Fairfield University's School of Nursing programs receive esteemed CCNE accreditation


Fairfield University's School of Nursing has received accreditation by the Commission on Collegiate Nursing Education for its baccalaureate and master's degree programs.

CCNE is a prestigious national accrediting agency which evaluates undergraduate and graduate programs in nursing education. Recognized by the U.S. Secretary of Education, CCNE assesses and identifies programs that engage in effective educational practices in the preparation of nurses.

Receiving the CCNE's stamp of excellence indicates a high level of accreditation, said Jeanne M. Novotny, Ph.D., dean of the School of Nursing. "This is the gold standard in baccalaureate and graduate nursing school accreditations," she said. "More and more baccalaureate and graduate programs are considering moving toward CCNE accreditation - so we're ahead of the curve."

Fairfield's accreditation is the result of a three-day, on-campus review by CCNE. Last April, four evaluators visited campus, examined the standards report prepared prior to their visit, and met with University administrators, nursing faculty, and students. According to Dr. Novotny, preparation for the visit took nearly a year, during which School of Nursing faculty and administrators engaged in an extensive self-study that examined the nursing programs' mission, goals, and curricula. Dr. Novotny credits the dedication and perseverance of the nursing faculty for the success of the CCNE review.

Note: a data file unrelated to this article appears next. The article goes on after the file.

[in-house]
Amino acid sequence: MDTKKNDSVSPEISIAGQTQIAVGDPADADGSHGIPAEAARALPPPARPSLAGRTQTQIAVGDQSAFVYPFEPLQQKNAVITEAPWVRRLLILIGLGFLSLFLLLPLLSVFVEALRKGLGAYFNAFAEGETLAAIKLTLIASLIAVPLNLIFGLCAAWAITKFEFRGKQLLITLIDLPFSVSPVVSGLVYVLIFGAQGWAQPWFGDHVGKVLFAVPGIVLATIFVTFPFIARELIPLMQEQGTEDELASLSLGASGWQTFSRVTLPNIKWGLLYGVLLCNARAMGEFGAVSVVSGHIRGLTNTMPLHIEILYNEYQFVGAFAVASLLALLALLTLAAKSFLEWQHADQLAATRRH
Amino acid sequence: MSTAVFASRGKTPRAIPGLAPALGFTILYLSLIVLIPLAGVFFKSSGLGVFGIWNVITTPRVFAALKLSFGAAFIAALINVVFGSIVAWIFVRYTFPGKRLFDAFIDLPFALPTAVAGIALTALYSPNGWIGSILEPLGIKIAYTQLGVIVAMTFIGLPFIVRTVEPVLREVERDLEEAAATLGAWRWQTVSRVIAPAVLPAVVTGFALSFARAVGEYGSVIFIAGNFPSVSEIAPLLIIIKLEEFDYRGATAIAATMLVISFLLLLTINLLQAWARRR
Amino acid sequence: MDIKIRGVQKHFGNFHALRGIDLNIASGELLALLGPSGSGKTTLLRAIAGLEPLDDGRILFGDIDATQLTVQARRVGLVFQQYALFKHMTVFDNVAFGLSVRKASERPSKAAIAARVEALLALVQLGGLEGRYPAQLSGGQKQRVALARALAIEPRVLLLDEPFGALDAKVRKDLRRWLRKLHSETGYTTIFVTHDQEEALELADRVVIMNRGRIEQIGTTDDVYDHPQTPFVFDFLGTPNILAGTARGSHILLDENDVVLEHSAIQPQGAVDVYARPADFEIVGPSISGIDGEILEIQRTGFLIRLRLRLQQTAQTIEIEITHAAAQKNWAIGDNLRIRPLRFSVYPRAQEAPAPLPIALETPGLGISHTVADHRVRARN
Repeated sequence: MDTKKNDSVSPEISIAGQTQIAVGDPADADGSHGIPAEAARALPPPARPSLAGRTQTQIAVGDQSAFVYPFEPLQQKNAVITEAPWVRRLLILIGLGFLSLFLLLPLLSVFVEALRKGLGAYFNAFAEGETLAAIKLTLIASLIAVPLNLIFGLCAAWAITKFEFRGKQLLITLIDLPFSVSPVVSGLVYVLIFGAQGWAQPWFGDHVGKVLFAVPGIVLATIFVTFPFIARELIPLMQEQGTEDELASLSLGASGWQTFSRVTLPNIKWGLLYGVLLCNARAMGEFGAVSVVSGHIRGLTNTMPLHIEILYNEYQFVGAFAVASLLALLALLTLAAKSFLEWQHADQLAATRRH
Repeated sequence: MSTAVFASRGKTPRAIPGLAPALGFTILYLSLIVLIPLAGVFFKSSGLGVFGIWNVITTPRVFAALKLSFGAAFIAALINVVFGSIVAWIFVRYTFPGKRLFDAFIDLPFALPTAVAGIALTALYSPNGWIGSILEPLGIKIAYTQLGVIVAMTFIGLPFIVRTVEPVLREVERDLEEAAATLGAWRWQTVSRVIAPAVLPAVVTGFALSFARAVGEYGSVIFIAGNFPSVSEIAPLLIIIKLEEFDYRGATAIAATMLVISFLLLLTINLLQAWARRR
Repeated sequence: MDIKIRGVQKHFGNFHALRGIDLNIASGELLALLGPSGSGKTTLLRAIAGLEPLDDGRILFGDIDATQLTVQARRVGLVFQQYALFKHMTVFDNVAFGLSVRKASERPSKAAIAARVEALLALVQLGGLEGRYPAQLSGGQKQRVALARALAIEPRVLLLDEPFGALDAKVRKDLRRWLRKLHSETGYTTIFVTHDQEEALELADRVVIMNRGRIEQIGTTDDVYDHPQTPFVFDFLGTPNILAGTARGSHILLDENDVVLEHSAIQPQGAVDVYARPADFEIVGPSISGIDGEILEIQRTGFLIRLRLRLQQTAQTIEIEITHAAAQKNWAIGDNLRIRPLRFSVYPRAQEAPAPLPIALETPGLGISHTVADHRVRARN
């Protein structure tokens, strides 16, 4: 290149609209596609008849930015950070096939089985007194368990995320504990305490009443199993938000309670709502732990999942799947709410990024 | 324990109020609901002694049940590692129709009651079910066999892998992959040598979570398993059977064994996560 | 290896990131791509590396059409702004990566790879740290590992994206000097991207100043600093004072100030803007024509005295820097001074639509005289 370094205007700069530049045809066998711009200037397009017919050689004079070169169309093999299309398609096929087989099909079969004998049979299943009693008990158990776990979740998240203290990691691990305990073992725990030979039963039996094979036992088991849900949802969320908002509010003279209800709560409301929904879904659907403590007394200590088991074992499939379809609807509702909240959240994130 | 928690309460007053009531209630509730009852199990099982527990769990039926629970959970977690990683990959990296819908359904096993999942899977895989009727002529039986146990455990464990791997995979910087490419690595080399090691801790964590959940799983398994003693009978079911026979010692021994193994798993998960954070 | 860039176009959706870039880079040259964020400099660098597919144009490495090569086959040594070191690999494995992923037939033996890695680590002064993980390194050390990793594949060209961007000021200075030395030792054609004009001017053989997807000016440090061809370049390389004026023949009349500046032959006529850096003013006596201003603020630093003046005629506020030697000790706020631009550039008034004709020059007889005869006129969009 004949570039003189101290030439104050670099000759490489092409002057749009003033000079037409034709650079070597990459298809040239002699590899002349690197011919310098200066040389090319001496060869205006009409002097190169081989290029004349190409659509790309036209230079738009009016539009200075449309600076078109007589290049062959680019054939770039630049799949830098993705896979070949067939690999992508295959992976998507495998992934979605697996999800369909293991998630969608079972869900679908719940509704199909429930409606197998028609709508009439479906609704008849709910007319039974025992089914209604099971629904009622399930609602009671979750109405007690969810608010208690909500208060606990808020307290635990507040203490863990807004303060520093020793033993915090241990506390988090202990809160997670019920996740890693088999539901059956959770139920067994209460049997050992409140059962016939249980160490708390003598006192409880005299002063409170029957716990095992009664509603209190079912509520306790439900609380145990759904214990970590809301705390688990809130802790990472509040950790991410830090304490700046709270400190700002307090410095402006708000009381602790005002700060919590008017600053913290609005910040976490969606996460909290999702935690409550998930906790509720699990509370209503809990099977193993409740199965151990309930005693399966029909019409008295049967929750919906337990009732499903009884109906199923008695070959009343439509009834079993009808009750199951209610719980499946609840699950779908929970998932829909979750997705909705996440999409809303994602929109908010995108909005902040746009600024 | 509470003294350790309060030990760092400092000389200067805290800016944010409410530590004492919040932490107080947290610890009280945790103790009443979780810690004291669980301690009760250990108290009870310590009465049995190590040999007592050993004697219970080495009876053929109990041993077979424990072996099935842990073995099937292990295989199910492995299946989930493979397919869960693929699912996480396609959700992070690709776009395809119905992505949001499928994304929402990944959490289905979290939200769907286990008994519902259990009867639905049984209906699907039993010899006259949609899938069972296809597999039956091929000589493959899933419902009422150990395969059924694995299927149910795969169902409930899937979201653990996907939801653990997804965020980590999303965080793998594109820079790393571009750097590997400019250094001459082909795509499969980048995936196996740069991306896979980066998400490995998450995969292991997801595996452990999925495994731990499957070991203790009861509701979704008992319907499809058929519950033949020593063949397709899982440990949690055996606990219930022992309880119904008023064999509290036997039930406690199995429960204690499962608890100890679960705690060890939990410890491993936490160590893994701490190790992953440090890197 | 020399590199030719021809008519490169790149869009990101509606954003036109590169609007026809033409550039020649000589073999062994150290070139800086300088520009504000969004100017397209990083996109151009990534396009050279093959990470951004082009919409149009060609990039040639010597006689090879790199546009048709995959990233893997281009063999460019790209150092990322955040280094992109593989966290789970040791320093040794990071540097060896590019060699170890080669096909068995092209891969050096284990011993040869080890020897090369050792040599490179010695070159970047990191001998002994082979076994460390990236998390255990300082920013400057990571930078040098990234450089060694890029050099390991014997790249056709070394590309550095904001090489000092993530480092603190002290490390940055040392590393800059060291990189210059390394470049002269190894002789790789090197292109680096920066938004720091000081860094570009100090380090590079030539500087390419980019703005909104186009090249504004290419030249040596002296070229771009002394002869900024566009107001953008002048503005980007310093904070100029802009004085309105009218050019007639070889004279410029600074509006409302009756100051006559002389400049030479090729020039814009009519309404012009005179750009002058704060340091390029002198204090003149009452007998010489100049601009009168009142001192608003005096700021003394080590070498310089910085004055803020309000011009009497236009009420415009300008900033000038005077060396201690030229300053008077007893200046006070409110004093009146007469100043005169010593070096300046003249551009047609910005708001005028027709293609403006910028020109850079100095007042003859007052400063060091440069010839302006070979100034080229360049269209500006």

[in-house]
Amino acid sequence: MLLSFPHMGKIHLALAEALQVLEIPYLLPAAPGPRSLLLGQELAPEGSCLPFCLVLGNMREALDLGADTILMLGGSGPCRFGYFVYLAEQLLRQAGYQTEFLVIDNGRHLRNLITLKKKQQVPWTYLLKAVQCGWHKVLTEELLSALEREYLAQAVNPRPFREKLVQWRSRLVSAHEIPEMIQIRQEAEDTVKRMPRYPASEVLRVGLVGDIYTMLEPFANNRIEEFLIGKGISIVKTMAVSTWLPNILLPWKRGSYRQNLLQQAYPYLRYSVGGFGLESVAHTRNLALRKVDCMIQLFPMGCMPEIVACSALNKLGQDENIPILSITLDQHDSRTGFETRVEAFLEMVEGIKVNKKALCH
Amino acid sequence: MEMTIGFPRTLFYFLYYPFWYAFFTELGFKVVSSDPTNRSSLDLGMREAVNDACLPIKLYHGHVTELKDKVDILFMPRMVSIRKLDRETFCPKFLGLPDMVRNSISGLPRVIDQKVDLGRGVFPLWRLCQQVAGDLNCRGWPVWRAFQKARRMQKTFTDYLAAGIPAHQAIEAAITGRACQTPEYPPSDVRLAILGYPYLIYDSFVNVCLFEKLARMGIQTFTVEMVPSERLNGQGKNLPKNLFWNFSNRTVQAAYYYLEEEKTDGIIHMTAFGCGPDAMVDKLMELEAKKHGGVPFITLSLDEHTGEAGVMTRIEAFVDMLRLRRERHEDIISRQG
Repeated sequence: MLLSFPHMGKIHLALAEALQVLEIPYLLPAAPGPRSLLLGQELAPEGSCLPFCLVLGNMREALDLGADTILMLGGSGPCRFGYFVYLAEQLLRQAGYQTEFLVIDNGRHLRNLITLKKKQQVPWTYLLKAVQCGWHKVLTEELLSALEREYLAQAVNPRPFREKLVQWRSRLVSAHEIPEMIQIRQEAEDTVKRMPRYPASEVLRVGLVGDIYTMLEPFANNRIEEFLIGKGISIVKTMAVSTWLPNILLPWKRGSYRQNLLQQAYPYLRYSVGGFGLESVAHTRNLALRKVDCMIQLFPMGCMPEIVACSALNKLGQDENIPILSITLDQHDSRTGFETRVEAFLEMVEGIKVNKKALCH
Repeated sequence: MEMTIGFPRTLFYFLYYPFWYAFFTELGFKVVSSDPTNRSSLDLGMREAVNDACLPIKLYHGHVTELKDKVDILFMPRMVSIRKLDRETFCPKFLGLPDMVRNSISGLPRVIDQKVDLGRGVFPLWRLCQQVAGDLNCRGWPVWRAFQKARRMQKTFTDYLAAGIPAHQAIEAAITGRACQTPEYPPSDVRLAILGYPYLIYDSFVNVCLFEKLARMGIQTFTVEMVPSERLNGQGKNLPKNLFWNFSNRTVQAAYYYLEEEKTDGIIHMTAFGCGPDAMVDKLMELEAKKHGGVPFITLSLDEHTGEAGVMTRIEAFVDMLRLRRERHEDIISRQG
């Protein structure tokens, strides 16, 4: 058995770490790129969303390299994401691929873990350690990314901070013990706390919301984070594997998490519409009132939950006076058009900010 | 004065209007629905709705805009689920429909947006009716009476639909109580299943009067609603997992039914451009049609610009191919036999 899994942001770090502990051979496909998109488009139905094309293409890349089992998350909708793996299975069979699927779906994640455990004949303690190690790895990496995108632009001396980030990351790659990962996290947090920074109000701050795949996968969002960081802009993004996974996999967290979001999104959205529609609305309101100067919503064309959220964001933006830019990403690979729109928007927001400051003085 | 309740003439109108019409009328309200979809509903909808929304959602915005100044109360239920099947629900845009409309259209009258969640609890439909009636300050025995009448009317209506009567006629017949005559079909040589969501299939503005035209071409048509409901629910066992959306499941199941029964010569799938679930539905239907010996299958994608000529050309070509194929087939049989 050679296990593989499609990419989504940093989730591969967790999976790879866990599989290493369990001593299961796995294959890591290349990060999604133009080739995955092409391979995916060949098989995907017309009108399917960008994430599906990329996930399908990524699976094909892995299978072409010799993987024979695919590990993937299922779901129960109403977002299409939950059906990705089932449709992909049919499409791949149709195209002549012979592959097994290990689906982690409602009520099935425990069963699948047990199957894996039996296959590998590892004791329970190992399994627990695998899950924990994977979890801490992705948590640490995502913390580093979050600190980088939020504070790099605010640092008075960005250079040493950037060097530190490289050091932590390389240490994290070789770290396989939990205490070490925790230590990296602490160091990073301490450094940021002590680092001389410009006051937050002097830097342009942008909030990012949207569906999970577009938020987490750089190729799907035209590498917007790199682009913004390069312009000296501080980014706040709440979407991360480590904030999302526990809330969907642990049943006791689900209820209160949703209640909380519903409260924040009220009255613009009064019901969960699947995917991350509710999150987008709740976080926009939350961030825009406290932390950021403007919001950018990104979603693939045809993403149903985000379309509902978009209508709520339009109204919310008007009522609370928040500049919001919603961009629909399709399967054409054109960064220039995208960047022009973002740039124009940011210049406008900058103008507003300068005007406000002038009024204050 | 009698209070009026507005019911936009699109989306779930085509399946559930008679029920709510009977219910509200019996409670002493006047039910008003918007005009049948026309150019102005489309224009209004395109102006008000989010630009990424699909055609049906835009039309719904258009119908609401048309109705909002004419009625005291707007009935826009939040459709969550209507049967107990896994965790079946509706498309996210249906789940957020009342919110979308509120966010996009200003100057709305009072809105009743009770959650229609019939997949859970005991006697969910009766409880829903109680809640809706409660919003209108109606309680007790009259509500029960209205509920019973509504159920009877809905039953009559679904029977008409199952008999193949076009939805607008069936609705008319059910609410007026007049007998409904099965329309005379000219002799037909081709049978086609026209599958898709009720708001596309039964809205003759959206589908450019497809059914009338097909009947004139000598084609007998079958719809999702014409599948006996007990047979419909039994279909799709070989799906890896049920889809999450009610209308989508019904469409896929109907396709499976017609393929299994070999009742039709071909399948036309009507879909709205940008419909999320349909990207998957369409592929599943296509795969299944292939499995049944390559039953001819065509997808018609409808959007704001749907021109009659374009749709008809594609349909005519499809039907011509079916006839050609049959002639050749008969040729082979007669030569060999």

"This accreditation couldn't have happened without them," she said. "The faculty made continuous efforts to meet all of the standards and the benchmarks they themselves set for excellence in nursing education."

The School of Nursing met all four accreditation standards of quality and effectiveness: mission and governance of the nursing programs; institutional commitment and resources from the University; curriculum and teaching-learning practices; and student performance and faculty accomplishments.

"The recent accreditation from CCNE is a tribute to the hard work and great talents of the nursing faculty and administrators," said Dr. Orin Grossman, academic vice president at Fairfield. "They came together to tackle complex issues of curricular development and assessment, among others, and developed a plan that convinced the accrediting agency that they deserved this important 'seal of approval.' I am greatly pleased for the Nursing School and I congratulate the faculty and staff for their excellent work."

Although Fairfield's nursing programs are accredited for five years, and the next review isn't until spring 2007, Dr. Novotny said that she and the nursing faculty are already preparing for that visit - with an expectation to renew their mark of excellence.

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Media Contact: Nancy Habetz, (203) 254-4000, ext. 2647, nhabetz@fairfield.edu

Posted on December 17, 2002

Vol. 35, No. 137